We intended to hold the bidding round at the end of 2013, and everything was finally in place. But, behind my back, the soon-to-be Prime Minister directed Jay Park and Abdullahi Haider to draft an agreement with SomaOil, a company represented by Khaire himself. When they signed the agreement in May 2013, the company was not even registered! I was enraged because this was not only out of the norm but also completely illegal and would derail our efforts to ensure that the petroleum development was beneficial to the Somali people.
I checked, and SomaOil had shareholders who were BVI companies concealing the true owners, who were most likely Somali government officials, Khaire, UK, and shady corrupt Lebanese nationals.
This event then stopped discussions with all oil companies, and I resigned from my job because in 2005, I told the then Prime Minister Ali Gedi that if there was any corruption involved I would leave the whole process, but nobody cared as they were interested in fast money. I believe both Abdullahi Haider and Jay Park received a fee of $500,000 from SomaOil.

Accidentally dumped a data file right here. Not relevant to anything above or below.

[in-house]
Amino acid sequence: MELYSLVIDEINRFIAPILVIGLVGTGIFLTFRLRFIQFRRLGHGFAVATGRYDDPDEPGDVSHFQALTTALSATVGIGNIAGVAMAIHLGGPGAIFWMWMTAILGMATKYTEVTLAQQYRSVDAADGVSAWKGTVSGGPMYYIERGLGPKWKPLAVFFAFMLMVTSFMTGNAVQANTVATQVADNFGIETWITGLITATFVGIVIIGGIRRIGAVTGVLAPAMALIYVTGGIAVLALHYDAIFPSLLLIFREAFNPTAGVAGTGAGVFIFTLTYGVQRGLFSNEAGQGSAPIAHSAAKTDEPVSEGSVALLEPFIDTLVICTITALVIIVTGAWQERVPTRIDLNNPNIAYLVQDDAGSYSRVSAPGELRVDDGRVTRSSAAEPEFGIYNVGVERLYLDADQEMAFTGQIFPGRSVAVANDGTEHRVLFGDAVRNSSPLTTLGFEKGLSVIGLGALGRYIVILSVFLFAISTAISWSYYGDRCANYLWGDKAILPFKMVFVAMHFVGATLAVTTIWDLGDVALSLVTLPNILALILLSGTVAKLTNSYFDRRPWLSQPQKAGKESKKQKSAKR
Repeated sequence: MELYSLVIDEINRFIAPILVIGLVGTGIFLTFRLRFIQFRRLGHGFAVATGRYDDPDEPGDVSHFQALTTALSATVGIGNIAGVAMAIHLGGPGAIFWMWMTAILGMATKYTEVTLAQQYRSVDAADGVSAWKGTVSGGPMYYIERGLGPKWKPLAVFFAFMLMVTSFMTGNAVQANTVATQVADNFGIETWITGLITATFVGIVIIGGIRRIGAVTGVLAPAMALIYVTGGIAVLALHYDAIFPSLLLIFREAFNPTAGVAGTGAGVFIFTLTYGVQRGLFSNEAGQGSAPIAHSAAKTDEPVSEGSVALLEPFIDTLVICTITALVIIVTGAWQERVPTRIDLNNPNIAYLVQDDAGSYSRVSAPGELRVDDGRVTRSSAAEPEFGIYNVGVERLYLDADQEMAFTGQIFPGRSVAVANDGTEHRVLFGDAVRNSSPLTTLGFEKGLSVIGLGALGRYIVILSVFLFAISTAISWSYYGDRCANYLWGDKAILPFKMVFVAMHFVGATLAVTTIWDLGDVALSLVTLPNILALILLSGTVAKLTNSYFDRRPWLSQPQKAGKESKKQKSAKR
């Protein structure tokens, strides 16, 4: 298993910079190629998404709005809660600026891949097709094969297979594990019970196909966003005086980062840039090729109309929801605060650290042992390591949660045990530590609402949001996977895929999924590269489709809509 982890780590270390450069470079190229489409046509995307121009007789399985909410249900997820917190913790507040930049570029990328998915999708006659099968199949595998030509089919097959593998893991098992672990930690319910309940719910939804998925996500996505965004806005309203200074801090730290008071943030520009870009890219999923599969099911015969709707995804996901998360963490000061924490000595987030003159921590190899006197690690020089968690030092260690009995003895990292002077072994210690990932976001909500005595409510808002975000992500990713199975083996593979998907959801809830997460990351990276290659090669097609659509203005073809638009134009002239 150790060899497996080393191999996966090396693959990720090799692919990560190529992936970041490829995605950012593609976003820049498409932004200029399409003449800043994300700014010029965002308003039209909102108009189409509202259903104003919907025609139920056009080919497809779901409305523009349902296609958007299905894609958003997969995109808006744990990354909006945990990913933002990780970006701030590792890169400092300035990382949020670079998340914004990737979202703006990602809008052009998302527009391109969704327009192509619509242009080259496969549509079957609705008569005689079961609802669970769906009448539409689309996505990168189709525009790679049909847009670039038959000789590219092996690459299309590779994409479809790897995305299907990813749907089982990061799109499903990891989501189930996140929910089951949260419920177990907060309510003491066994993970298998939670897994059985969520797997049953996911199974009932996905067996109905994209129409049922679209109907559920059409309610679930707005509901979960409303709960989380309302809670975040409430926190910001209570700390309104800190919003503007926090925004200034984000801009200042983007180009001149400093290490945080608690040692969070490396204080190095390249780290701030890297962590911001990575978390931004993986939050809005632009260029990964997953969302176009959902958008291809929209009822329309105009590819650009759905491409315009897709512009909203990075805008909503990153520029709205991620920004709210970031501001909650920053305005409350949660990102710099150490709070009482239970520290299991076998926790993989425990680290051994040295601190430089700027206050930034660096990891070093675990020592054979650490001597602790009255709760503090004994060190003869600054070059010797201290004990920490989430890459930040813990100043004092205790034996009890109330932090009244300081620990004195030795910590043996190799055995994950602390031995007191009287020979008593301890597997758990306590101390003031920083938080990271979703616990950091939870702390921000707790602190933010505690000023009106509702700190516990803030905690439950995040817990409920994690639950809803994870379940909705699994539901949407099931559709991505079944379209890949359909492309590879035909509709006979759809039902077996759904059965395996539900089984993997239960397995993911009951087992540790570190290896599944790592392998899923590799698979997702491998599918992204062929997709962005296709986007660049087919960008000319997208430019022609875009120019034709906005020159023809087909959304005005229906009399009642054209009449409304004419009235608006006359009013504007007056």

I originally met Abdullahi at the President’s office in Mogadishu, he was a graduate from the Nancy Engineer School and I asked him to join our team. I made that fatal mistake as he turned out to be inept, corrupt and untrustworthy! I also did the same if not worse mistake with Jay Park, whom I completely trusted.
Eventually, all oil companies halted their discussions with the Ministry of Petroleum, except Shell, and I do not know if they ever ended up signing an agreement. The bid round was also no longer valid.
SomaOil signed the blocks which Total wanted as well as other blocks next to Shell. They had no intention to invest in oil exploration as one well cost $100-150 million. Afterwards, they changed their name to Coastline Exploration and moved to the USA.